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Servings: 1

Ingredients:
1 frozen veggie burger patty
1 pretzel bun, split
Tahini sauce
Feta
Arugula
1 cucumber

Directions:

1. Microwave patty for approx. 1-2 minutes. Then crisp up in fry pan for about 3-4 minutes , flipping to brown each side — no oil necessary.

2. Split your pretzel bun and toast in toaster or in another pan.

3. Cut ends of cucumber. Then, with a vegetable peeler, slice thin slivers of the cucumber, lengthwise. Don’t use the first slice as that will be all skin, no flesh.

4. Slather Tahini onto top pretzel bun. Place hot veggie burger onto bottom bun then top with a thin square of feta or about one and a half tablespoons of crumbled feta. Pile on slivers of cucumber and arugula and then cover it all with the top bun. I suggest holding the burger together with a toothpick until ready to be eaten.

Ginger Fried Rice

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Fried rice is a genius dish, the perfect trifecta of savory, simple and easy. Whenever I’m in a bind, I simply drizzle some soy sauce and sesame oil onto a bed of rice and top it all with a sunny-side up egg. It’s the ideal solution for a hungry stomach on a tight schedule.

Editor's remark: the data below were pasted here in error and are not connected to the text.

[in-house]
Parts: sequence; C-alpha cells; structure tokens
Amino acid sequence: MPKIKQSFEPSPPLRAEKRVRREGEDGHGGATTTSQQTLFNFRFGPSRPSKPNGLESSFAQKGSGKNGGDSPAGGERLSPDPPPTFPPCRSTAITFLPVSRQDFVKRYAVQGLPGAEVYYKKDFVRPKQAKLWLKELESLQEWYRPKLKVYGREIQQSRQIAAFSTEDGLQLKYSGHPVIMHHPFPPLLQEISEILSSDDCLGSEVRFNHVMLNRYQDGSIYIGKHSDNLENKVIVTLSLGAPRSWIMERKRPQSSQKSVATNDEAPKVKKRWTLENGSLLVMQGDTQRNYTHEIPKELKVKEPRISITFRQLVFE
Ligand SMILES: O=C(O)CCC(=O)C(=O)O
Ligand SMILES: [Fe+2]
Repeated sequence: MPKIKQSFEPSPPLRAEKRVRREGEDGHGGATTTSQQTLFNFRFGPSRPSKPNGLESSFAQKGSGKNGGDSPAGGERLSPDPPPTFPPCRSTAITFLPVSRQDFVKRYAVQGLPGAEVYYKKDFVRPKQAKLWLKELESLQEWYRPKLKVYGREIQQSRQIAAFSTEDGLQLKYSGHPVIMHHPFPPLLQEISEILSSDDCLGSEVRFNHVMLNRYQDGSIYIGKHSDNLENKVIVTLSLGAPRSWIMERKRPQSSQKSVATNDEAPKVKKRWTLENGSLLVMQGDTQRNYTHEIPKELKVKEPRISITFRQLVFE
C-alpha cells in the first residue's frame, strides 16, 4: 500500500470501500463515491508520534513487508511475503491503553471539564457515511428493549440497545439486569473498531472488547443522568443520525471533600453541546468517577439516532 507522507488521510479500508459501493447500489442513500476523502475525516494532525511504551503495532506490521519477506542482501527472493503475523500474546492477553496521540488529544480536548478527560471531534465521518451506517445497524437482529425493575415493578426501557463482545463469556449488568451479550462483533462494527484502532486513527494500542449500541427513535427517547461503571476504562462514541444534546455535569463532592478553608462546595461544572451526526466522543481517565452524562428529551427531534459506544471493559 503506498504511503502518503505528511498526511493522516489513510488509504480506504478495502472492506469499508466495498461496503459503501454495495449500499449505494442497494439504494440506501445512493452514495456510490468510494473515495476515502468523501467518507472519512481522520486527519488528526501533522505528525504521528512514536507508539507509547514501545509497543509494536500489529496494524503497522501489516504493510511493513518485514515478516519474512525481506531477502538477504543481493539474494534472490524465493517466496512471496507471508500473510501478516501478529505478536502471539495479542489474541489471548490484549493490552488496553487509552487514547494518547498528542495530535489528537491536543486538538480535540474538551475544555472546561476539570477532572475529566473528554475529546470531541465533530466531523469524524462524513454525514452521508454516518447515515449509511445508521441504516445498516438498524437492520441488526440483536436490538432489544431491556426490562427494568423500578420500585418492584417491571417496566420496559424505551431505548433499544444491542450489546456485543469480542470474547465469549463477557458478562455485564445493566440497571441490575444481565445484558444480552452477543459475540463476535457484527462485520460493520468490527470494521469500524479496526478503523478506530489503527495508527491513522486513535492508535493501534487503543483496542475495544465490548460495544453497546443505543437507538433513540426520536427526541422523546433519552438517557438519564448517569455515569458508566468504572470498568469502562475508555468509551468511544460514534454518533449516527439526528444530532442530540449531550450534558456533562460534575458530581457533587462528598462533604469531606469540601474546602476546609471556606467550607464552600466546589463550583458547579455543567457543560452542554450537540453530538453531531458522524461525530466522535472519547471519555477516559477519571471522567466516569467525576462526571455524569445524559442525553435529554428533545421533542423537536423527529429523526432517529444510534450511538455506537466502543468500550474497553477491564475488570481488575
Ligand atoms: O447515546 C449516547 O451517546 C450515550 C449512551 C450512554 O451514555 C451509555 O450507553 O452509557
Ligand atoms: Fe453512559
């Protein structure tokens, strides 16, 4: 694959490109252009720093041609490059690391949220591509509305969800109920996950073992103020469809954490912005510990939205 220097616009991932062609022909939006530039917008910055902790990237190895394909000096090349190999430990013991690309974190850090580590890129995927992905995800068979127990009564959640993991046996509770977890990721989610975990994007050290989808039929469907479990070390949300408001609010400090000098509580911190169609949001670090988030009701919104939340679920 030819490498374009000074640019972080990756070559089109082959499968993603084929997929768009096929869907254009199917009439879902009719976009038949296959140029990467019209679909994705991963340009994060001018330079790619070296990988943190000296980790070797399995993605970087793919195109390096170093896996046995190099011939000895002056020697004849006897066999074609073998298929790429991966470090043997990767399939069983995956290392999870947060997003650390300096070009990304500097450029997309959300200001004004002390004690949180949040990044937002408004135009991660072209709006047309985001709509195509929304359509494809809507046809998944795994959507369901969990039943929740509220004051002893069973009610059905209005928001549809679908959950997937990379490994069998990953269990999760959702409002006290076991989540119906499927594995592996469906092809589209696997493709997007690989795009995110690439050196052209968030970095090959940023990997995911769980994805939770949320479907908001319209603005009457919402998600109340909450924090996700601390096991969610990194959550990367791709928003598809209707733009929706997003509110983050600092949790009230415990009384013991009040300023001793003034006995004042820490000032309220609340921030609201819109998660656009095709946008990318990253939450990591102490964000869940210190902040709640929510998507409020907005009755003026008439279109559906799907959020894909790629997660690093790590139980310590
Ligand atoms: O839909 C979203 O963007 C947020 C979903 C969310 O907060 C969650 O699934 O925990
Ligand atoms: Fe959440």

But while there’s little you can do to mess up fried rice, there are little details you can pay attention to to elevate the quintessential Asian dish. This recipe is one of those detail-oriented fried rice dishes, with soft, buttery onions strewn throughout the rice and topped with a sprinkle of fragrant fried ginger and garlic bits. It’s a college student’s take on Jean-Georges’s ginger fried rice, and while it might not be as beautiful as his perfected version, I find it a valuable recipe to have on hand.

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Ginger Fried Rice

Ingredients:

1 cup cooked white glutinous rice
1-2 teaspoons soy sauce